'Final Destination' repeats at the boxoffice


Fox's Sandra Bullock starrer "All About Steve" proved the weekend's strongest new pic with an estimated $13.9 million in third place, as Warner Bros.' 3D frightfest "The Final Destination" repeated at No. 1 with $15.4 million through Labor Day.

"Destination" boasts cumulative domestic boxoffice totaling $50.6 million through its first 11 days, despite dropping 55% in its latest Friday-Sunday grosses. The four-day weekend's two other wide openers drew lackluster support: Lionsgate's sci-fi action pic "Gamer" fetched $11.2 million in fourth place, and Miramax's R-rated comedy "Extract" pulled in just $5.3 million in 10th.

The Weinstein Co.'s horror film" Halloween II" fell 66% in its sophomore session, scaring up $7.1 million in sixth place over its latest four days for a $27.1 million cume. But the indie's Brad Pitt starrer "Inglourious Basterds" -- a co-production with Universal and Relativity -- is showing sturdy legs, taking second place in its third frame with $15 million and a $95.2 million cume.

Focus Features' Ang Lee-directed "Taking Woodstock" slid 57% from its first weekend, scoring $2.7 million but dropping from the top rankings and shaping a 13-day cume of just $6.4 million.

The season's solid final frame helped Hollywood to a new boxoffice high for summer, as the top 10 rang up a collective $96 million for a sixth consecutive year-over-year weekend uptick, according to Nielsen EDI.

In a limited bow, National Geographic Films unspooled the immigrant drama "Amreeka" in four theaters and grossed $70,000, or an auspicious $17,500 per venue.

Elsewhere in the specialty market, Freestyle Releasing added 67 locations for comedy "My One and Only" and fetched $488,719, or a pleasing $6,347 per site, as cume climbed to $670,819.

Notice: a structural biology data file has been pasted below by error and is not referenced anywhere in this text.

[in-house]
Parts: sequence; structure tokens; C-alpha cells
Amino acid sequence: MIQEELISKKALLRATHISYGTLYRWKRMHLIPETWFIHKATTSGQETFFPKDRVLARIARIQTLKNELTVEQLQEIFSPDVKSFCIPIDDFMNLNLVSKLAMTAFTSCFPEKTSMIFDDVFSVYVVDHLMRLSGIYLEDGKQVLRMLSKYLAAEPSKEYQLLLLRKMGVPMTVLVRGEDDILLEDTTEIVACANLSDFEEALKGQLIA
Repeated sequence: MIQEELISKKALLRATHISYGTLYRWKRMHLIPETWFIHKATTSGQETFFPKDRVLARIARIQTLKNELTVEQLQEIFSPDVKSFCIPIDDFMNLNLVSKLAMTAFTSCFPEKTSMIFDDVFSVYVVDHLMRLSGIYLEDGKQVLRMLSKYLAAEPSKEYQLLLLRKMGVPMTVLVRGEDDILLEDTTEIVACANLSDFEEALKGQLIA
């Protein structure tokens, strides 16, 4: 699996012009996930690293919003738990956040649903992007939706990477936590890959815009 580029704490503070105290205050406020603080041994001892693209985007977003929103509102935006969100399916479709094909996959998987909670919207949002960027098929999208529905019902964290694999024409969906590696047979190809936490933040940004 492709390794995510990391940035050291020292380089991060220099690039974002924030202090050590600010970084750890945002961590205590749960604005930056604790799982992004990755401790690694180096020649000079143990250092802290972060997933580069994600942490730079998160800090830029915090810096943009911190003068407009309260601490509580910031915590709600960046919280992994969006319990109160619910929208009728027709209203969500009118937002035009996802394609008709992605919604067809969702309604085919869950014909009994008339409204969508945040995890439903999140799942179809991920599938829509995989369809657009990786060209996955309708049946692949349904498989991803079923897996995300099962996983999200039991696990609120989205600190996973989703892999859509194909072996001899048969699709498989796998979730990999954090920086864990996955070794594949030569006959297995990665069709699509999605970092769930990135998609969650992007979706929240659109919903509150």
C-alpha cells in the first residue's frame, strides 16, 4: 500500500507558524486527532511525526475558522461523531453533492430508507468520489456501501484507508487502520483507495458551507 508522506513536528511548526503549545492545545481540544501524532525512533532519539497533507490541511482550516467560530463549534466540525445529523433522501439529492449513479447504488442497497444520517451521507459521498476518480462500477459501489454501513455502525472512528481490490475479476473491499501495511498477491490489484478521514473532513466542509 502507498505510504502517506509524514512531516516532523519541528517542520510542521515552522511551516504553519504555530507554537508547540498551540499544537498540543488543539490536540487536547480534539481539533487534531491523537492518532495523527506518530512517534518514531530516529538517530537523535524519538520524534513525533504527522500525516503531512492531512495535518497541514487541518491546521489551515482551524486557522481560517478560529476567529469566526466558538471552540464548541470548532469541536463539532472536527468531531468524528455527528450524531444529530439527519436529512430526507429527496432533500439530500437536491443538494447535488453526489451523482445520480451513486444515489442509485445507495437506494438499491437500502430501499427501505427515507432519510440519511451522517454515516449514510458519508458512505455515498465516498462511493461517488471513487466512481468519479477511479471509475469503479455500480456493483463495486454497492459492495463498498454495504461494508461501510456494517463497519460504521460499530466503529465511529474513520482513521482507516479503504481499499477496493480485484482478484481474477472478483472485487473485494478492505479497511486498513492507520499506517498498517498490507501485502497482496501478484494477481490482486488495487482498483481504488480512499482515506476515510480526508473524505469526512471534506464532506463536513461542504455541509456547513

And Sony Pictures Classics' music doc "It Might Get Loud" added 26 playdates for a total of 56 and grossed $211,634, or an acceptable $3,779 per engagement, with cume reaching $621,704.

Co-starring Bradley Cooper and Thomas Haden Church ("Sideways"), "Steve" notched a first feature credit for TV director Phil Traill. Its opening audiences were composed 65% of females, with 55% of its patrons aged 25 or older.

"Sandra sells tickets, there's no question," said Fox senior vp Bert Livingston. "But it's the end of the summer, and this year it's the latest the Labor Day weekend can possibly be. So that affects your grosses, though we are very happy with this number."

Co-helmed by "Crank" co-directors Mark Neveldine and Brian Taylor, "Gamer" opened to audiences skewing 64% male, with 60% of its support from patrons under age 25.

"The opening was in line with our projections," Lionsgate exec vp distribution David Spitz said.

Directed by Mike Judge ("Office Space"), "Extract" stars Jason Bateman and drew audiences dominated by younger males, the pic's target audience.

"We worked it as hard as we could and got a decent result," Miramax president Daniel Battsek said. "It was in line with expectations."

Looking ahead to the first frame of the fall boxoffice season, Focus Features gets a jump on the competition by unspooling its PG-13 animated feature "9" on Wednesday. "9" is tracking well in prerelease surveys but will be joined in multiplexes two days later by two other notable market entrants -- Summit Entertainment's R-rated horror pic "Sorority Row" and the Tyler Perry-helmed and -toplined "I Can Do Bad All by Myself" from Lionsgate.